19 January 2009

Suffering with the wind...

Once again, the weather Gods looked after us on Saturday and the rain that had been forecast for the Humber area stayed away. In its place we had strong winds, very strong winds! I spent much of the day trying to make sure the wind didn’t whip my baseball cap off my head - if it had, then I’m sure it wouldn’t have landed until it reached Holland!

Far Ings Nature Reserve was our first port of call and in the three hours spent there Lynda and I located a total of 42 species. It wasn’t a huge species count but it was certainly worked for - the near gale force winds meant that most of the birds were tucked away well out of sight. The more (fool) hardy birds that did show well included 16 Shelduck, c100 Wigeon and 14 Common Redshank out on the Humber Estuary. The more sheltered pools held 3 Little Grebe, 3 Great Crested Grebe, 14 Gadwall, 24 Teal, 14 Shoveler, 35 Pochard, 8 Goldeneye and 1 male Goosander. A male Sparrowhawk caused panic amongst the wildfowl on a number of occasions as it made low level passes over the water.

Four species of gull were seen as we battled our way along the riverside path, Common Gull, Herring Gull, Great Black-backed Gull and Black-headed Gull. The two reserve feeding stations provided the best/easiest birding of the morning due to their location being such that it kept much of the wind off the birds. A total of 12 different species could be seen on or around the bird feeders with Willow Tit, Reed Bunting, Goldfinch and Tree Sparrow being the pick of the bunch. The very last bird to be added to our site list was Curlew; a single bird flew low over the road just as our coach was pulling out of the car park. A pleasant enough morning’s birding but it could have been much better, and warmer, without the mini-hurricane blowing!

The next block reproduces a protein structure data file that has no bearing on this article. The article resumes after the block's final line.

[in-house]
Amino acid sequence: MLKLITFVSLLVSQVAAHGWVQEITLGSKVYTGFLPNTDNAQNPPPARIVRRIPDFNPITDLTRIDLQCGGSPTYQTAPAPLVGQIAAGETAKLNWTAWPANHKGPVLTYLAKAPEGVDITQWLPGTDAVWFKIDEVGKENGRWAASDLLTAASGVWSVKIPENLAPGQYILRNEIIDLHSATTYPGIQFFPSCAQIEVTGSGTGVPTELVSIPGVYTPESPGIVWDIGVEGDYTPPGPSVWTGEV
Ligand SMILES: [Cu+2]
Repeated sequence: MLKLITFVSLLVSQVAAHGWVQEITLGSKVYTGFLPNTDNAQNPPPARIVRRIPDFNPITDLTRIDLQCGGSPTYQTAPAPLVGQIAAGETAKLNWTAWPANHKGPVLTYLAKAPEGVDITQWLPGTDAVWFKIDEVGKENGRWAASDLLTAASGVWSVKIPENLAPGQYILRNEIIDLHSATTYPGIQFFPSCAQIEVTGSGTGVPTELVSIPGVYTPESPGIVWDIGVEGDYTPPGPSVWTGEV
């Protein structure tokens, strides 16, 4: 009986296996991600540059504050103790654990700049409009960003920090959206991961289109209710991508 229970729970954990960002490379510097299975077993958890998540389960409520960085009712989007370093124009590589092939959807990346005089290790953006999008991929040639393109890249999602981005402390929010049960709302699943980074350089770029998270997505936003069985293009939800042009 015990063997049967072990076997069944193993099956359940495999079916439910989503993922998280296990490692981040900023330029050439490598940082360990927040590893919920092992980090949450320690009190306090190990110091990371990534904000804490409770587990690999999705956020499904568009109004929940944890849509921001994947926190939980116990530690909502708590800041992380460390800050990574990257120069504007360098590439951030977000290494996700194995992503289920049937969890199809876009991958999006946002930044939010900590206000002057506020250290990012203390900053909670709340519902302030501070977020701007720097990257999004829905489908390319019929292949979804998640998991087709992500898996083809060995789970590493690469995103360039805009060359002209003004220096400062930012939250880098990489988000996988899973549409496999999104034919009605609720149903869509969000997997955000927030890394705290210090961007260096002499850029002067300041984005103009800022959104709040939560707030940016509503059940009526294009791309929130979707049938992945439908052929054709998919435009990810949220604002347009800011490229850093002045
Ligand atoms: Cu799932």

A little under an hour after leaving Far Ings and we arrived at Blacktoft Sands RSPB Reserve. Far Ings may have been a little quiet but, on Saturday, Blacktoft was positively sleepy. Having just loaded all of the birds seen onto my sightings database I think it would be more fitting to say that Blacktoft had fallen into a coma! In total Lynda and I came up with the grand total of just 28 species.

Even on such a quiet day there is always going to be at least one high point and on Saturday it had to be the Marsh Harriers. At least 5 harriers could be seen at any one time and on numerous occasions up to 3 birds were to be seen very close to the hides. During the rare moments that the harriers weren’t close at hand then the 3 Black-tailed Godwits that were feeding in front of Singleton Hide kept us entertained.

Other than the harriers and the godwits there really wasn’t much else to write home about... 5 Shelduck, 7 Wigeon, 8 Shoveler and 1 Common Snipe. With the aid of a ‘scope, Lapwing and Golden Plover could also be seen but they were in flight and a long, long way away. Much farther away and they could have joined my wind-blown cap in Holland!

By 4:00PM Lynda and I, and a number of others in the group, decided that the excitement was all just a little too much and we headed back to the relative warmth of the coach. In true birding fashion, the best bird of the day put in an appearance minutes after we left the hide - a superb male Hen Harrier (so I’m told!) was seen flying over the reed bed by the few brave souls that stayed in the hide until just before the coach left for home!

The plan for this weekend is to get back out in my 10-Mile zone for some real birding. Weather permitting that is!

1 comment:

  1. Do you think some people just wait for the moment a group returns to the coach so they can say they saw the most magnificent such and such? Still...glad you were able to add a few species to your list. I hope the weekend is good to you.

    Sarah X